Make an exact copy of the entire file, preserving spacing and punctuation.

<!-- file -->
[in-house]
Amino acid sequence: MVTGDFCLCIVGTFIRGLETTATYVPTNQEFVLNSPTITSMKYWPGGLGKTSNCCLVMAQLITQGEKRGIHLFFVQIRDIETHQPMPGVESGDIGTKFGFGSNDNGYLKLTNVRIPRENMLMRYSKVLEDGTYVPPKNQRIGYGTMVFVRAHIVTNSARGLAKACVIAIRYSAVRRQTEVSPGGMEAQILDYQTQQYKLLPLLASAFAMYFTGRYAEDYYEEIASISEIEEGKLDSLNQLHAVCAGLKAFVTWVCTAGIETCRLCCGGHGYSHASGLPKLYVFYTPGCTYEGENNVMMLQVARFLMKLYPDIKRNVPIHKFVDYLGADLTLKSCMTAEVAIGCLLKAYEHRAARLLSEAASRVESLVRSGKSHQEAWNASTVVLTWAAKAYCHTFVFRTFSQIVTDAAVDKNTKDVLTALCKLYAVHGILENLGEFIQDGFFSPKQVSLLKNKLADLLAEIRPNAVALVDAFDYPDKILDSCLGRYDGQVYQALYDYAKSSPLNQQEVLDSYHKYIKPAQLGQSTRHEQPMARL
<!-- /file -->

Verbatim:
[in-house]
Amino acid sequence: MVTGDFCLCIVGTFIRGLETTATYVPTNQEFVLNSPTITSMKYWPGGLGKTSNCCLVMAQLITQGEKRGIHLFFVQIRDIETHQPMPGVESGDIGTKFGFGSNDNGYLKLTNVRIPRENMLMRYSKVLEDGTYVPPKNQRIGYGTMVFVRAHIVTNSARGLAKACVIAIRYSAVRRQTEVSPGGMEAQILDYQTQQYKLLPLLASAFAMYFTGRYAEDYYEEIASISEIEEGKLDSLNQLHAVCAGLKAFVTWVCTAGIETCRLCCGGHGYSHASGLPKLYVFYTPGCTYEGENNVMMLQVARFLMKLYPDIKRNVPIHKFVDYLGADLTLKSCMTAEVAIGCLLKAYEHRAARLLSEAASRVESLVRSGKSHQEAWNASTVVLTWAAKAYCHTFVFRTFSQIVTDAAVDKNTKDVLTALCKLYAVHGILENLGEFIQDGFFSPKQVSLLKNKLADLLAEIRPNAVALVDAFDYPDKILDSCLGRYDGQVYQALYDYAKSSPLNQQEVLDSYHKYIKPAQLGQSTRHEQPMARL